The organization first started meeting in 2002 with leading political and religious leaders from Israel and the United States, building up to what is now the largest prayer movement of its kind, with coordinators in 175 nations and over 1,400 key leaders within the evangelical Christian world giving their support. more >>
On a recent episode of "The 700 Club," Pat Robertson told a viewer that he should break off his interfaith relationship.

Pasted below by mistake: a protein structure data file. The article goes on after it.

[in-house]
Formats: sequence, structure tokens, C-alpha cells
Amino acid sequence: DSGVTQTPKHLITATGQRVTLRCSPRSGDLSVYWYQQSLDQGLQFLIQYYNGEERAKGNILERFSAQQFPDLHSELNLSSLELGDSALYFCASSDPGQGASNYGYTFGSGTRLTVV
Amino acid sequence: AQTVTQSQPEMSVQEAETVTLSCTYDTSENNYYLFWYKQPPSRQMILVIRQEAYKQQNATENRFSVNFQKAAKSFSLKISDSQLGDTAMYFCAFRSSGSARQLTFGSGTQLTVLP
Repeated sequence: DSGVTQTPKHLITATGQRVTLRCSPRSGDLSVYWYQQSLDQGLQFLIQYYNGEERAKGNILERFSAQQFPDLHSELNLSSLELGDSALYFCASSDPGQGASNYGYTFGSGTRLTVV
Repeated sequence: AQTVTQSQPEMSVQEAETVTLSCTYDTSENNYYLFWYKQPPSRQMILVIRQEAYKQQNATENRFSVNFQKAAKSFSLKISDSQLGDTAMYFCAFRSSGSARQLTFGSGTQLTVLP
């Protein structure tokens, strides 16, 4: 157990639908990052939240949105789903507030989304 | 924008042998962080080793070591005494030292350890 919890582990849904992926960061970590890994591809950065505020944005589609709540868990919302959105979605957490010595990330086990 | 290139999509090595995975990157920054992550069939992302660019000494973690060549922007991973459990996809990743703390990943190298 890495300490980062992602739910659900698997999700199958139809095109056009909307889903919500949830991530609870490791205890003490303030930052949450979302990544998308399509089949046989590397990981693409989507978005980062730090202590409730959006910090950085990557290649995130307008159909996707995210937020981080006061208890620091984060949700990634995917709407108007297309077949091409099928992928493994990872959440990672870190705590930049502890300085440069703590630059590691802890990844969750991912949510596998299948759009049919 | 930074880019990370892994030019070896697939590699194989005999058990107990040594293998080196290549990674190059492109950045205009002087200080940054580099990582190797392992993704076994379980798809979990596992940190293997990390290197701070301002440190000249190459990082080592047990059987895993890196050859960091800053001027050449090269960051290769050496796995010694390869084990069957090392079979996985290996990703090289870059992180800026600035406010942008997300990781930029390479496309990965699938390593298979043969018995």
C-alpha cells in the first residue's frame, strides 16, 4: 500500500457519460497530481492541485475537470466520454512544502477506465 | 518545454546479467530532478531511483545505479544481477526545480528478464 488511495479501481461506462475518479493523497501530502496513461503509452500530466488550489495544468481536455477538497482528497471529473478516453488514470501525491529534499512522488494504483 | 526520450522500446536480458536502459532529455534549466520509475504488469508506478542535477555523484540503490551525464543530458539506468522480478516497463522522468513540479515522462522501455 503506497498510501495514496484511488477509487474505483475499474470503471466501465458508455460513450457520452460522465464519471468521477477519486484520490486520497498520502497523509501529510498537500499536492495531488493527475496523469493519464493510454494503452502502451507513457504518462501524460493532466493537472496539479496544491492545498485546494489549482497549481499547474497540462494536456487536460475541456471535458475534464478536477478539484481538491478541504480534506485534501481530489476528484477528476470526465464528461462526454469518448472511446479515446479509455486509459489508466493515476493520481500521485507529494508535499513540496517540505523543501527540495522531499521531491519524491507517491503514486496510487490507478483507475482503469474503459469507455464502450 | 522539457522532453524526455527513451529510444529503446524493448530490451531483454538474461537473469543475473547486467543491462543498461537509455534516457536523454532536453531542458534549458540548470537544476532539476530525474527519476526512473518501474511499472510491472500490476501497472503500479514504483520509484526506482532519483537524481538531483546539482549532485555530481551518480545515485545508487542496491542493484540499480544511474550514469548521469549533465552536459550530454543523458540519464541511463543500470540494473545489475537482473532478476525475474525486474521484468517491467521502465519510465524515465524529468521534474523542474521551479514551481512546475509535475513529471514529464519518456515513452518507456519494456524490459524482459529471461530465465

During the Q&A segment of the program, a man named Brad wrote in explaining that he had been in a relationship with a Muslim woman for three years and that they were planning to get married."No way! No way! She's going to want to do her Muslim thing and you're going to want to do your Christian thing. There will be constant struggle and strife. Walk away," said Robertson."In the Old Testament they were forbidden to intermarry with the heathen."Glenn Stanton, director of global family formation studies for Focus on the Family, told The Christian Post that he agreed with Robertson's views on interfaith marriage."The wisdom of God's Word is quite clear on believers being unequally yoked. And marrying someone who is not a Christian – who is not a daily disciple of Christ – is being unequally yoked, regardless of what their beliefs might be," said Stanton."And the wisdom of Scripture is, not surprisingly, backed up by social science, which finds that interfaith marriages are significantly more likely to be unstable, even leading to higher levels of divorce."According to a 2008 survey performed by the Pew Forum on Religion and Public Life, about 25 percent of married Americans have a spouse of a different religious sect. When considering Protestant denominations as different religious groups, the number rises to 37 percent.Stanton told CP that he believed this large percentage of interfaith marriages was because couples in America are not taking faith in practice as seriously as previous generations."A serious commitment to faith and the practice of that faith is not as important to many couples these days," said Stanton."Less than 50 years ago, an interfaith marriage was when a Presbyterian married a Methodist. That was when distinct belief, practice and identity was taken more seriously."The example that Robertson commented on focused on a Christian-Muslim couple. According to Kamal Nawash, president of the Free Muslims Coalition, Robertson's remarks fit with what many religious leaders preach."While I am not a fan of Robertson, he cannot be blamed for his latest statement. He is merely preaching generally accepted Christian orthodoxy. Most religious leaders, of any faith, adopt the same rule as Robertson," said Nawash in an interview with The Christian Post.Nawash explained that with Islamic practice there is some room allowed for interfaith marriages, but only between a Muslim and someone who is either Jewish or Christian. Further, most Muslims assume that only men can marry outside the religion."Textual Islam is unique among the Abrahamic faiths. It allows interfaith marriages and prohibits husbands from even asking their wives to convert to Islam," said Nawash."However, Muslims are not allowed to marry people outside of Christianity or Judaism. Meaning, Muslims cannot marry Hindus, Buddhists and the like. This is because Islam sees Christianity and Judaism as godly religions."Nawash also said that in the United States Muslim men have been known to marry non-Muslims and that increasingly Muslim women in America have been doing likewise."It is becoming very common for Christian-Muslim marriages in the United States. The trend has been common with men for decades," said Nawash."However, now it is becoming common with Muslim women … I anticipate this trend to continue at a rapid speed and there is nothing that can be done about it."